By now, many have forgotten the records-censoring executive order issued by President Bush in November of 2001. The order gutted the Presidential Records Act of 1978 and gave presidents the right to prevent the release of their presidential papers – forever.
This audacious act requires nothing less than a national conversation about the role of history in a representative democracy. For it mocks the very notion that the historical record of the presidency is Americans' shared property, the font of all meaningful historical examination of what went right and what went wrong and how we can do it better in the future.
It takes decades, even centuries, for an accurate account of presidential history to evolve. As the partisan myopia of the present gives way to the serious study of the past, We The People turn to our historians for understanding.
I've always had utmost respect for historians, for I have dabbled in the craft enough to gain an appreciation for how rigorous the work is, how time-consuming a method history can be in the hands of experts. Documents are to historians what minerals are to geologists: Without unfettered access to the tools of the trade, we're left with the best-guess version of history, replete with spin, post hoc dissembling, and an utter lack of the healthful accountability that history provides.
In recording the past, history also threatens to hold the present to account. Many a politico, faced with a decision between the public interest and political expediency, can be brought to the light with a single reminder: History will know what you did.
President Bush, however, seems unperturbed by the importance of his legacy. In a Jan. 8, 2007, story in the Dallas Morning News, the president told Wayne Slater and G. Robert Hillman that he's still reading histories about George Washington. "If they're still analyzing No. 1, 43 ought not to worry about it," he said.
Perhaps this worry-free philosophy stems from the fact that he has a tight grip on the documents that would inform future historians.
The 2001 executive order even allows a sitting president to block the release of a former president's records, even if that president doesn't object to the public disclosure of his personal papers.
To challenge action taken under the order, historians, journalists, and ordinary citizens must seek redress in court.
Historians, who know that our history begets our future, rose up in outrage. Congress responded, albeit slowly. The House passed legislation this year to nullify President Bush's order by the veto-proof margin of 333 to 93, with 104 Republicans breaking administration ranks.
That bill was also on its way to passage in the Senate when, on Sept. 24, Sen. Jim Bunning (R) of Kentucky objected to floor consideration of the measure, automatically holding up a vote.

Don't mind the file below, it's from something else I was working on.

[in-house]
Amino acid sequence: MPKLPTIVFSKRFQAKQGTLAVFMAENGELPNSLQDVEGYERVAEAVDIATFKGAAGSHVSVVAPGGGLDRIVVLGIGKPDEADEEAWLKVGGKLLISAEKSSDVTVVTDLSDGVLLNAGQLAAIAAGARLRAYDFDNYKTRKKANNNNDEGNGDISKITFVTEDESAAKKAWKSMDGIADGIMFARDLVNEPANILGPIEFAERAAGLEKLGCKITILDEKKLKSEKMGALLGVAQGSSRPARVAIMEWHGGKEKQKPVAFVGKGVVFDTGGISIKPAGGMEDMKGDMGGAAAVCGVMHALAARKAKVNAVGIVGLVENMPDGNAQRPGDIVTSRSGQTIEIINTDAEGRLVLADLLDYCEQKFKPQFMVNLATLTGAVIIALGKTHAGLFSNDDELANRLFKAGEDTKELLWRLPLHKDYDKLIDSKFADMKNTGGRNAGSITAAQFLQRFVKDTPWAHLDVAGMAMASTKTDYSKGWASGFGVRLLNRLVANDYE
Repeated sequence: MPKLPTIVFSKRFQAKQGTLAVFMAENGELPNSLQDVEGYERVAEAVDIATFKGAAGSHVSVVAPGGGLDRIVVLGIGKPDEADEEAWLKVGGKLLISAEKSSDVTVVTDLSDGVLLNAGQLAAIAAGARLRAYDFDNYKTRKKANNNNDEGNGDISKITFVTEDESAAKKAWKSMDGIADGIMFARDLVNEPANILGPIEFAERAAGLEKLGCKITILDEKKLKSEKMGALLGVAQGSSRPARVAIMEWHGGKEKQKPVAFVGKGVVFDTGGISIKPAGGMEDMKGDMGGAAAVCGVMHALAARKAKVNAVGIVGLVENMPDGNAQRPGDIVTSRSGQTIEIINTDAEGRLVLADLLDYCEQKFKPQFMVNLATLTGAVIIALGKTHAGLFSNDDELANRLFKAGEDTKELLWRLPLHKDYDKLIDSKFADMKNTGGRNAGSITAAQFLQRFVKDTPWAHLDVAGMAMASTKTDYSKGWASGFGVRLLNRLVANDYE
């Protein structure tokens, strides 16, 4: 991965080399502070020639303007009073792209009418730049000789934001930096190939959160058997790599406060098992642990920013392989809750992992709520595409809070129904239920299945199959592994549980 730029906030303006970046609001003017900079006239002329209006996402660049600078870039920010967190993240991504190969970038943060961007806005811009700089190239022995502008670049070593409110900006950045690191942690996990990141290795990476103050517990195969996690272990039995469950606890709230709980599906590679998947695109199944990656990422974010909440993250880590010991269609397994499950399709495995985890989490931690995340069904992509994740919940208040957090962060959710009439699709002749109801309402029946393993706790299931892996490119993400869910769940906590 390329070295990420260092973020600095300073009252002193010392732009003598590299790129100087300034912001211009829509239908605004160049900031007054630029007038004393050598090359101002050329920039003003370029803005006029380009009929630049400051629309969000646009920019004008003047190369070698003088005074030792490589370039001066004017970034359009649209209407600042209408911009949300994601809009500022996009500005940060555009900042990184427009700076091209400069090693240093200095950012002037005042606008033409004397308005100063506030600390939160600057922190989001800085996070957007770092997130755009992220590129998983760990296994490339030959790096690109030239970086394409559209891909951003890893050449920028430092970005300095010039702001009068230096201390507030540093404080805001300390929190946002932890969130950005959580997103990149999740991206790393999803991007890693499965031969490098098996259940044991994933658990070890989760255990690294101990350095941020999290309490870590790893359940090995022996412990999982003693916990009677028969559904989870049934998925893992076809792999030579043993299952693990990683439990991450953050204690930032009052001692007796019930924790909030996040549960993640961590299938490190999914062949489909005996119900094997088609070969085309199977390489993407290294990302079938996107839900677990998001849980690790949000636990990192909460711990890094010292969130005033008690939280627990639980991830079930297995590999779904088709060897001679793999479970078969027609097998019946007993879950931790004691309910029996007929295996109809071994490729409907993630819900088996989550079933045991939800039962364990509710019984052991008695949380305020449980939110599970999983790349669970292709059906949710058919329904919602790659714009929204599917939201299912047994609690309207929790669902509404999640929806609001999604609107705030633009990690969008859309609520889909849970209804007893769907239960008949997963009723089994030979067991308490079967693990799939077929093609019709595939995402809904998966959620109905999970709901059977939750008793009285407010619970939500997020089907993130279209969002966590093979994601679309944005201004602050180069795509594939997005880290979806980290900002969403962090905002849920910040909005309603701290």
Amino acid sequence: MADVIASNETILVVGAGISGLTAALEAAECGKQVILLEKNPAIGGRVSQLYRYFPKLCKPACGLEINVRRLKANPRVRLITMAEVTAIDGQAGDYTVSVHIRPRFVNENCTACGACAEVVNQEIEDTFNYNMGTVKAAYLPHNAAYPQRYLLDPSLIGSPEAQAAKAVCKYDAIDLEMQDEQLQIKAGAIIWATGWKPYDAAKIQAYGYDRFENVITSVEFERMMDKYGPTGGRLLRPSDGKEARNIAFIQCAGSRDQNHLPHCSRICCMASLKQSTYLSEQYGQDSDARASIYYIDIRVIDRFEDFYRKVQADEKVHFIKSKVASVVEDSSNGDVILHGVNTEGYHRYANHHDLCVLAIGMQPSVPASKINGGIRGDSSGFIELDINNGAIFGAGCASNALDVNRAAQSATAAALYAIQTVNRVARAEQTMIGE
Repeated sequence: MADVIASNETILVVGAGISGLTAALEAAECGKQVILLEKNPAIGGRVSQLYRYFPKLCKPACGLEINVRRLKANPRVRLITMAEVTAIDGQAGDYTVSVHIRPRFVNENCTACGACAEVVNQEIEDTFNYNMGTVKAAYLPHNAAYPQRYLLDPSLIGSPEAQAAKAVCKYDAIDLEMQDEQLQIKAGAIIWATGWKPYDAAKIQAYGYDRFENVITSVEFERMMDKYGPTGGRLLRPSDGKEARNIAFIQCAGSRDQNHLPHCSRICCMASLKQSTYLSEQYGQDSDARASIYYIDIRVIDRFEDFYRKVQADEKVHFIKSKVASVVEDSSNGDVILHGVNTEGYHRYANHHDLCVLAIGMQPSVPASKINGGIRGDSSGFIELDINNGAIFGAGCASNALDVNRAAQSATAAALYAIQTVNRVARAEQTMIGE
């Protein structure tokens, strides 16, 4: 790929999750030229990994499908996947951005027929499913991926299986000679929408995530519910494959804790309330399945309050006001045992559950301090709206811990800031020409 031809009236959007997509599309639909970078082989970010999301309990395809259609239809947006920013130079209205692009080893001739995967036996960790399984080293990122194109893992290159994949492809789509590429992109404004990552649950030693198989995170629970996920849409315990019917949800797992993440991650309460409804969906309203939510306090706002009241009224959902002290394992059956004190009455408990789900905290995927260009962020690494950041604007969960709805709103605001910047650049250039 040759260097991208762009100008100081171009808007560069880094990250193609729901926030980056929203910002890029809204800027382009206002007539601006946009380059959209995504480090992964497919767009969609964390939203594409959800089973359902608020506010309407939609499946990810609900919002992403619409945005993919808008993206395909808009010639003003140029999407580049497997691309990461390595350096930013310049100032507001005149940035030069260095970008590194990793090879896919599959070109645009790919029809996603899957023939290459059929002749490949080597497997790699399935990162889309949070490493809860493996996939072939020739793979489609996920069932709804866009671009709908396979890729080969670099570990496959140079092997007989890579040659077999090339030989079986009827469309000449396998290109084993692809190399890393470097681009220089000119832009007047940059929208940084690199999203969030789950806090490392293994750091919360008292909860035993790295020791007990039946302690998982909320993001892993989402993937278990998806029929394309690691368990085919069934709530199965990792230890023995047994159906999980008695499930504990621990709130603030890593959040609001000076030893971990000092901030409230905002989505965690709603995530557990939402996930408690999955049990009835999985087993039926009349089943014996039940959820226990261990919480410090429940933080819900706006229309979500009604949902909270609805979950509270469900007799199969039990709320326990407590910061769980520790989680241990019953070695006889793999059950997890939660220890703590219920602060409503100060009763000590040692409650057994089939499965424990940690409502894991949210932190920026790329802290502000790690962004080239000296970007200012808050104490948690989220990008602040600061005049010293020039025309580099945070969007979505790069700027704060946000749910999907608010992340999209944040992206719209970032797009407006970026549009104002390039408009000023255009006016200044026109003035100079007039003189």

I called Senator Bunning's office the other day. Yes, a staffer told me, the senator has a hold on the bill. And no, he won't be saying why.
This act should gall those who care about the sanctity – and significance – of the nation's history.
If those who ignore their history are doomed to repeat it, then what becomes of those who manipulate their history? And what does it say of the citizenry who allows the whitewashing?
It's worth remembering the widespread disgust over presidential secrecy that gave rise to the Presidential Records Act. It emerged from the tattered remnants of Richard Nixon's presidency, in reaction to his attempts to control the historical record. The law asserted complete "ownership, possession, and control" of all presidential and vice presidential records by the National Archivist, who would make them available to the public 12 years after a president leaves office. The only exception is that if a former or incumbent president claims an exemption based on a "constitutionally based" executive privilege or continuing national security concern.
Now, the Bush administration, using its powers of executive order, wants to obscure its own history. Future presidents, Republican or Democrat, will find that sort of control downright tempting.
If Bush's executive order is not overturned by Congress, it will allow presidents, their heirs, and – for the first time – vice presidents and their heirs, to deny the American people access to the full historical record of their administrations. History will lose to propaganda, unless those who record it are freed to do their work.
Charles N. Davis is the executive director of the National Freedom of Information (FOI) Coalition at the University of Missouri School of Journalism. He is also a member of the Society of Professional Journalists FOI Committee.